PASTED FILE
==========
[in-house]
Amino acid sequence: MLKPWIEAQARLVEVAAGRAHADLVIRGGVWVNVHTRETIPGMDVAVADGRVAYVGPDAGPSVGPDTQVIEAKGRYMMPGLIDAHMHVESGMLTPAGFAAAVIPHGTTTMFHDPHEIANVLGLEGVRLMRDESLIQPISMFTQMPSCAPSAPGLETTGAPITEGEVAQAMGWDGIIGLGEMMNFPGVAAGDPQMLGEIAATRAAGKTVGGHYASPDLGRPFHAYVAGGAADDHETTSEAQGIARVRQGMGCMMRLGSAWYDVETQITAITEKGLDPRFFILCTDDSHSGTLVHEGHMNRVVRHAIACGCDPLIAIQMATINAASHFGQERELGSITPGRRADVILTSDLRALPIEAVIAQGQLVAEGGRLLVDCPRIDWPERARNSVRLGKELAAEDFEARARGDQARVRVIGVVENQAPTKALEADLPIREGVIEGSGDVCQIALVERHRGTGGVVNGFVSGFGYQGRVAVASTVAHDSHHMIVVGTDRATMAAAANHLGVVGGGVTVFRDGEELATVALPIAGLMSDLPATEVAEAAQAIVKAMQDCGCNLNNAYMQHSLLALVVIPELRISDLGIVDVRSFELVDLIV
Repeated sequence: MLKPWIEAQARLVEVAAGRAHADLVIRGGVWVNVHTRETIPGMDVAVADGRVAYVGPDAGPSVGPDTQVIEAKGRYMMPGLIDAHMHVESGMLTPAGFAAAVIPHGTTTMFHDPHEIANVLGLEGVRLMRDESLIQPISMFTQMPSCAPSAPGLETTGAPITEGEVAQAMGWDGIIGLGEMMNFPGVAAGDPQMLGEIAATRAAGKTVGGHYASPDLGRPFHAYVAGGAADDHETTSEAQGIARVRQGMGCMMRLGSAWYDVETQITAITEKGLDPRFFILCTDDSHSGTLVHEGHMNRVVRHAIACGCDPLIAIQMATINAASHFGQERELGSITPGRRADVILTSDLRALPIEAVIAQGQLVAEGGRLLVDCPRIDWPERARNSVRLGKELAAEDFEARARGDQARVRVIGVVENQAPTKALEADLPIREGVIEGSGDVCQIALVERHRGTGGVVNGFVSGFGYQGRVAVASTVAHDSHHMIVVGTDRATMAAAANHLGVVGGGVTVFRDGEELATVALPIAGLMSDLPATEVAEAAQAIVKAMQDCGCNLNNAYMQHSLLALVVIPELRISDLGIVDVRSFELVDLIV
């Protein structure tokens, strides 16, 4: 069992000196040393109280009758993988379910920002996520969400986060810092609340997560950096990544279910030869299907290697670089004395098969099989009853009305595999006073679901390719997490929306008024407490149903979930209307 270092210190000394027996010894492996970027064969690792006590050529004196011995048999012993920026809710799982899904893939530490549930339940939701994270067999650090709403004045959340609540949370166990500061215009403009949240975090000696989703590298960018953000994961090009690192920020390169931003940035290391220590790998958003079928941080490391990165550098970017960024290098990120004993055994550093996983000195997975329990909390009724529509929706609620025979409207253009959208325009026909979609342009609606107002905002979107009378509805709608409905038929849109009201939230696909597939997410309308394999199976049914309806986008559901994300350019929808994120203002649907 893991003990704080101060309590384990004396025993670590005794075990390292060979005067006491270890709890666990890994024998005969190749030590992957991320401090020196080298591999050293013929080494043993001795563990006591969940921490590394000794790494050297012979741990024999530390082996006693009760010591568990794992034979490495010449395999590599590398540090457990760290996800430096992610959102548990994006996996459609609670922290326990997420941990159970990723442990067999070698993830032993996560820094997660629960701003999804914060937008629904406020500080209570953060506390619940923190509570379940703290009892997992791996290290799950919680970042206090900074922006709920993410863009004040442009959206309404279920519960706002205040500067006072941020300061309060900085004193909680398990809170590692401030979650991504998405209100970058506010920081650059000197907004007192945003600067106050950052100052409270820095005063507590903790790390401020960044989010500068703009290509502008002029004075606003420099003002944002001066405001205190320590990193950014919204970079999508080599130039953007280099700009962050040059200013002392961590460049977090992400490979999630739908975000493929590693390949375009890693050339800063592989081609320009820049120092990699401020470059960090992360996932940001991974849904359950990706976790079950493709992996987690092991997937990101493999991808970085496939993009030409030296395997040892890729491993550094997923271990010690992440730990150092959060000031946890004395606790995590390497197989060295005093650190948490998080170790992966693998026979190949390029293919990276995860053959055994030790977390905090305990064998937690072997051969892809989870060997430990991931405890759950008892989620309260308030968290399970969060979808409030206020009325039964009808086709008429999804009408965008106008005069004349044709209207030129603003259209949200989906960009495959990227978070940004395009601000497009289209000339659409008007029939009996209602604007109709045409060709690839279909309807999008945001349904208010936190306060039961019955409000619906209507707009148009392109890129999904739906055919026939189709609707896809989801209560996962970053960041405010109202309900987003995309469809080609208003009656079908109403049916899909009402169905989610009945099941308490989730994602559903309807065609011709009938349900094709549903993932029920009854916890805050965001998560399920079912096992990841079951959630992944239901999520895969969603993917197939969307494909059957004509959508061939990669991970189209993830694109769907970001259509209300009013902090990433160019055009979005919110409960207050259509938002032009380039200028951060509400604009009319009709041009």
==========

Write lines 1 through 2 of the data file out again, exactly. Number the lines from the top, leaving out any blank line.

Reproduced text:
[in-house]
Amino acid sequence: MLKPWIEAQARLVEVAAGRAHADLVIRGGVWVNVHTRETIPGMDVAVADGRVAYVGPDAGPSVGPDTQVIEAKGRYMMPGLIDAHMHVESGMLTPAGFAAAVIPHGTTTMFHDPHEIANVLGLEGVRLMRDESLIQPISMFTQMPSCAPSAPGLETTGAPITEGEVAQAMGWDGIIGLGEMMNFPGVAAGDPQMLGEIAATRAAGKTVGGHYASPDLGRPFHAYVAGGAADDHETTSEAQGIARVRQGMGCMMRLGSAWYDVETQITAITEKGLDPRFFILCTDDSHSGTLVHEGHMNRVVRHAIACGCDPLIAIQMATINAASHFGQERELGSITPGRRADVILTSDLRALPIEAVIAQGQLVAEGGRLLVDCPRIDWPERARNSVRLGKELAAEDFEARARGDQARVRVIGVVENQAPTKALEADLPIREGVIEGSGDVCQIALVERHRGTGGVVNGFVSGFGYQGRVAVASTVAHDSHHMIVVGTDRATMAAAANHLGVVGGGVTVFRDGEELATVALPIAGLMSDLPATEVAEAAQAIVKAMQDCGCNLNNAYMQHSLLALVVIPELRISDLGIVDVRSFELVDLIV